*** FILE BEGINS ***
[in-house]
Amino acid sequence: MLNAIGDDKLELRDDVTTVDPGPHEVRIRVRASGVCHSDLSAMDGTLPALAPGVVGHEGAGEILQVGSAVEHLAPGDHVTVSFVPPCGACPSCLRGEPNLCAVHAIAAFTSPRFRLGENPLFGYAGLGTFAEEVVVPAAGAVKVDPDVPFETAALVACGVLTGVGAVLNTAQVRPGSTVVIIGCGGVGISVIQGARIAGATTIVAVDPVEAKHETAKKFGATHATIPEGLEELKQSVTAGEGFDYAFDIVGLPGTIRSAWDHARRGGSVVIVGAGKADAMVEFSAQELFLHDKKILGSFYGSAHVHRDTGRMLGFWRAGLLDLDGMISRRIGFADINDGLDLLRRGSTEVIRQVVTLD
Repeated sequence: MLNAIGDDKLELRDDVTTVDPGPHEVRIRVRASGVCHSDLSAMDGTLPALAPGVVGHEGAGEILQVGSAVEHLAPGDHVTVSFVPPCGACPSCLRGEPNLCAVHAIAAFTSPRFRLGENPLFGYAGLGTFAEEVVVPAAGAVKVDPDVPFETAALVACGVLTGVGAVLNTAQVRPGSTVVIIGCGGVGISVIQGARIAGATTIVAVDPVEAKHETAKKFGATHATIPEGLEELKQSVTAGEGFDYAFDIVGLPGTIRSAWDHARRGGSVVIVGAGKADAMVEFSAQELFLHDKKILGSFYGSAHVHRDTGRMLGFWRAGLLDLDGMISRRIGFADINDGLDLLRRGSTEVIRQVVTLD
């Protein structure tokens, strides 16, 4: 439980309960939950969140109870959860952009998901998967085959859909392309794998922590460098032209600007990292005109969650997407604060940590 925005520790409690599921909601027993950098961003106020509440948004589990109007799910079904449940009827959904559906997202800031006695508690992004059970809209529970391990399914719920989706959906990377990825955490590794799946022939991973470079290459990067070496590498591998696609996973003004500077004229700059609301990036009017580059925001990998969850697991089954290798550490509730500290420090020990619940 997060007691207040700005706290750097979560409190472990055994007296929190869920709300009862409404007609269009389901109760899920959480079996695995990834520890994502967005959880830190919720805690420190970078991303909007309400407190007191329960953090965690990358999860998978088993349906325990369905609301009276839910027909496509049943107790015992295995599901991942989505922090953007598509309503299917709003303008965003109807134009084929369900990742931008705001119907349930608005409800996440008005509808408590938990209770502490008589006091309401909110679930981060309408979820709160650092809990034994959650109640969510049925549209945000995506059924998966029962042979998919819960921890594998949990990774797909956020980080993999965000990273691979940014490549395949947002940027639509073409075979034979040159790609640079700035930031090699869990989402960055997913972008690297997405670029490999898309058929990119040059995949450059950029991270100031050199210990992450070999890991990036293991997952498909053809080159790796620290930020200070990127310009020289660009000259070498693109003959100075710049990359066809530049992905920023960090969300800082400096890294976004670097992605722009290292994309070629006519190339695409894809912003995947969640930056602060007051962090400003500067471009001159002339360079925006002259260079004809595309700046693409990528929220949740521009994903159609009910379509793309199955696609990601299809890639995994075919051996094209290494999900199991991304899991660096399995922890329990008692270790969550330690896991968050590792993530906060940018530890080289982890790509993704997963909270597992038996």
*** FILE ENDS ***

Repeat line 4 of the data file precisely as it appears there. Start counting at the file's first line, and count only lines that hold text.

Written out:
């Protein structure tokens, strides 16, 4: 439980309960939950969140109870959860952009998901998967085959859909392309794998922590460098032209600007990292005109969650997407604060940590 925005520790409690599921909601027993950098961003106020509440948004589990109007799910079904449940009827959904559906997202800031006695508690992004059970809209529970391990399914719920989706959906990377990825955490590794799946022939991973470079290459990067070496590498591998696609996973003004500077004229700059609301990036009017580059925001990998969850697991089954290798550490509730500290420090020990619940 997060007691207040700005706290750097979560409190472990055994007296929190869920709300009862409404007609269009389901109760899920959480079996695995990834520890994502967005959880830190919720805690420190970078991303909007309400407190007191329960953090965690990358999860998978088993349906325990369905609301009276839910027909496509049943107790015992295995599901991942989505922090953007598509309503299917709003303008965003109807134009084929369900990742931008705001119907349930608005409800996440008005509808408590938990209770502490008589006091309401909110679930981060309408979820709160650092809990034994959650109640969510049925549209945000995506059924998966029962042979998919819960921890594998949990990774797909956020980080993999965000990273691979940014490549395949947002940027639509073409075979034979040159790609640079700035930031090699869990989402960055997913972008690297997405670029490999898309058929990119040059995949450059950029991270100031050199210990992450070999890991990036293991997952498909053809080159790796620290930020200070990127310009020289660009000259070498693109003959100075710049990359066809530049992905920023960090969300800082400096890294976004670097992605722009290292994309070629006519190339695409894809912003995947969640930056602060007051962090400003500067471009001159002339360079925006002259260079004809595309700046693409990528929220949740521009994903159609009910379509793309199955696609990601299809890639995994075919051996094209290494999900199991991304899991660096399995922890329990008692270790969550330690896991968050590792993530906060940018530890080289982890790509993704997963909270597992038996």